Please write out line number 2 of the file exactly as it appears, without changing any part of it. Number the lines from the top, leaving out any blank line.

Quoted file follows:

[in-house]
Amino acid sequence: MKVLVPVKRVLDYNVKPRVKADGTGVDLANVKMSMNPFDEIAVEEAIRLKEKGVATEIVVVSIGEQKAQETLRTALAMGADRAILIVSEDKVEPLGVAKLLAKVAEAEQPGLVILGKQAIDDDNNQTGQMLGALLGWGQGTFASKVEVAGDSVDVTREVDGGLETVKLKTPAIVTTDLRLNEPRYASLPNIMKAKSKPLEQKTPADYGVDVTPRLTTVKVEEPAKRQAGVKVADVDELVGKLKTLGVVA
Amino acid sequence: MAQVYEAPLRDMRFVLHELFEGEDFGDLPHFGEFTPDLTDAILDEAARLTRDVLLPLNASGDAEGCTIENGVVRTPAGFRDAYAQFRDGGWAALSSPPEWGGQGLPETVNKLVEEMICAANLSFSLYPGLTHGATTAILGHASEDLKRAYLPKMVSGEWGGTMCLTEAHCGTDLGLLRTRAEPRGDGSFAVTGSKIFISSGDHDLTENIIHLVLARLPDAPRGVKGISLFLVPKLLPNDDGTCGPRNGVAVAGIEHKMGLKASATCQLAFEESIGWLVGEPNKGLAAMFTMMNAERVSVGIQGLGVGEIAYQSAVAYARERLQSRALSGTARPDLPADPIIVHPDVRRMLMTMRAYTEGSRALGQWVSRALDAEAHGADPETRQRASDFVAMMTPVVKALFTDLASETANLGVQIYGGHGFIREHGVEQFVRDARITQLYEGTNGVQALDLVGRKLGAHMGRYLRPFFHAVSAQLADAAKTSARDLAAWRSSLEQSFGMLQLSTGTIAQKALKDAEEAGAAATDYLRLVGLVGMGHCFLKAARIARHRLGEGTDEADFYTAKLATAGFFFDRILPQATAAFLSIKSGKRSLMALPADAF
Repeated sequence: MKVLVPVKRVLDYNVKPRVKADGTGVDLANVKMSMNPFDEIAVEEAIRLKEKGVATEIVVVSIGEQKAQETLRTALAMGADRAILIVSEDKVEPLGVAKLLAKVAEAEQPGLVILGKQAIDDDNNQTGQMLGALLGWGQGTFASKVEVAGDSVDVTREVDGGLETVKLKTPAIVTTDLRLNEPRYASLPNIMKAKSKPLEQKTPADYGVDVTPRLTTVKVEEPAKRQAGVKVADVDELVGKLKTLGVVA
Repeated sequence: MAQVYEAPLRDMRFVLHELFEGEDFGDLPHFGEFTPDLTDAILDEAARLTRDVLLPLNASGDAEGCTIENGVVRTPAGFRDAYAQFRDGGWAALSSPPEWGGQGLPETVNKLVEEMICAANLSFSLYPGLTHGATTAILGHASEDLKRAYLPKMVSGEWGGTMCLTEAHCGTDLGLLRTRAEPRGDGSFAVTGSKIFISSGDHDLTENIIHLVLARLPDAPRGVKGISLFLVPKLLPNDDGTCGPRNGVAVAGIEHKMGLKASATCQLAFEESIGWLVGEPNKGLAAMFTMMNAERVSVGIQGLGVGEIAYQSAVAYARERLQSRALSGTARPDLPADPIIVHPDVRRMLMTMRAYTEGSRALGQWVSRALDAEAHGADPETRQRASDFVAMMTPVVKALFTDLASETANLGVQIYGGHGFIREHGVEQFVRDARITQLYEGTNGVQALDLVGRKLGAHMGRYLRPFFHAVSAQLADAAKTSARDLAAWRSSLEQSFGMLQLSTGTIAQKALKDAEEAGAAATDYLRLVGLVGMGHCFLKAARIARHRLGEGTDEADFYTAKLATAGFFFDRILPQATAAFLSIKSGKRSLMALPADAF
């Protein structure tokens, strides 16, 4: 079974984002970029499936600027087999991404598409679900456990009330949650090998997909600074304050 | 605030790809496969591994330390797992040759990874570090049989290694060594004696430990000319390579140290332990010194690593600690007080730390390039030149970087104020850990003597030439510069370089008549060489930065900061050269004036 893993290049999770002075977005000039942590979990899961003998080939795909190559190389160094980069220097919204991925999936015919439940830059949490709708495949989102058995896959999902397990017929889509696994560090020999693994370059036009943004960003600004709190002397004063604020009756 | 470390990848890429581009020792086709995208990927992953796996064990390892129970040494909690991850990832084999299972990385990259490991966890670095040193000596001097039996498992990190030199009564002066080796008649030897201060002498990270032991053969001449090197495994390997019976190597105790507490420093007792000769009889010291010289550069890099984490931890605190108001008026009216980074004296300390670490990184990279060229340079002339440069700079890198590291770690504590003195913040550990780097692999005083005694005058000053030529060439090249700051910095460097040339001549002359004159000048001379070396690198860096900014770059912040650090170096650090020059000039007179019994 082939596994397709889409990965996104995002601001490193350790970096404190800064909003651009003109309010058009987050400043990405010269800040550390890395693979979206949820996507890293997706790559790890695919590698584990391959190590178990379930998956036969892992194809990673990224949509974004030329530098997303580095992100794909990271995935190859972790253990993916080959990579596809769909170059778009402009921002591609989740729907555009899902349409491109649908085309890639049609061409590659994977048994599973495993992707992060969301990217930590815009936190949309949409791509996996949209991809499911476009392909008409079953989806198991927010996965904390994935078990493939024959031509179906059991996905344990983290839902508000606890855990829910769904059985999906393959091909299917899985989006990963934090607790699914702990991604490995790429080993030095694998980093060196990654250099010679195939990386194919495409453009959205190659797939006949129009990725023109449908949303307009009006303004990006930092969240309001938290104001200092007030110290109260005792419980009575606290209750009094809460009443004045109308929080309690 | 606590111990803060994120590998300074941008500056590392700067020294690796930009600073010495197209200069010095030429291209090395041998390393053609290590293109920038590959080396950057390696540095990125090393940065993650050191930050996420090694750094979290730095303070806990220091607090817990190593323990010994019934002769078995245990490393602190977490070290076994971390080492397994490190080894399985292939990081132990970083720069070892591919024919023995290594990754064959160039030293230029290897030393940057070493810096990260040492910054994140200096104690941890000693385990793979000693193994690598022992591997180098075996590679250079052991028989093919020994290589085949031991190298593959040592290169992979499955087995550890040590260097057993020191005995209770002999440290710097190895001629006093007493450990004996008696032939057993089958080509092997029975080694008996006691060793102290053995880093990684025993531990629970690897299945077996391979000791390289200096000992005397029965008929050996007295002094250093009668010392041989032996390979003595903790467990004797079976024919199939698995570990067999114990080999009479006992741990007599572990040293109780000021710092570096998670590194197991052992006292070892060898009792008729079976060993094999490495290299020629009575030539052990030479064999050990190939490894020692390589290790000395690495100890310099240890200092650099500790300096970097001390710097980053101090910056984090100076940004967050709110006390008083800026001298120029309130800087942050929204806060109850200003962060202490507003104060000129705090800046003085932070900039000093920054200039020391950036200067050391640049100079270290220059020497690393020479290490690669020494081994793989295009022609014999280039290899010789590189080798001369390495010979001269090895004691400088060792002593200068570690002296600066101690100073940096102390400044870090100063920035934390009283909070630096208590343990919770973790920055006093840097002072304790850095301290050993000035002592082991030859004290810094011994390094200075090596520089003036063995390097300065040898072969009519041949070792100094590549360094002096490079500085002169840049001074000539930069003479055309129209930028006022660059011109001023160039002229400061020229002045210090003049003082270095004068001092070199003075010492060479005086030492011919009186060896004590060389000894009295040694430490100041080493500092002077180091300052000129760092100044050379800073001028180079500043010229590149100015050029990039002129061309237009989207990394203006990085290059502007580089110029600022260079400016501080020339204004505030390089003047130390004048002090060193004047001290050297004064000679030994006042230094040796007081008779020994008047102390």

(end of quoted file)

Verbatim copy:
Amino acid sequence: MKVLVPVKRVLDYNVKPRVKADGTGVDLANVKMSMNPFDEIAVEEAIRLKEKGVATEIVVVSIGEQKAQETLRTALAMGADRAILIVSEDKVEPLGVAKLLAKVAEAEQPGLVILGKQAIDDDNNQTGQMLGALLGWGQGTFASKVEVAGDSVDVTREVDGGLETVKLKTPAIVTTDLRLNEPRYASLPNIMKAKSKPLEQKTPADYGVDVTPRLTTVKVEEPAKRQAGVKVADVDELVGKLKTLGVVA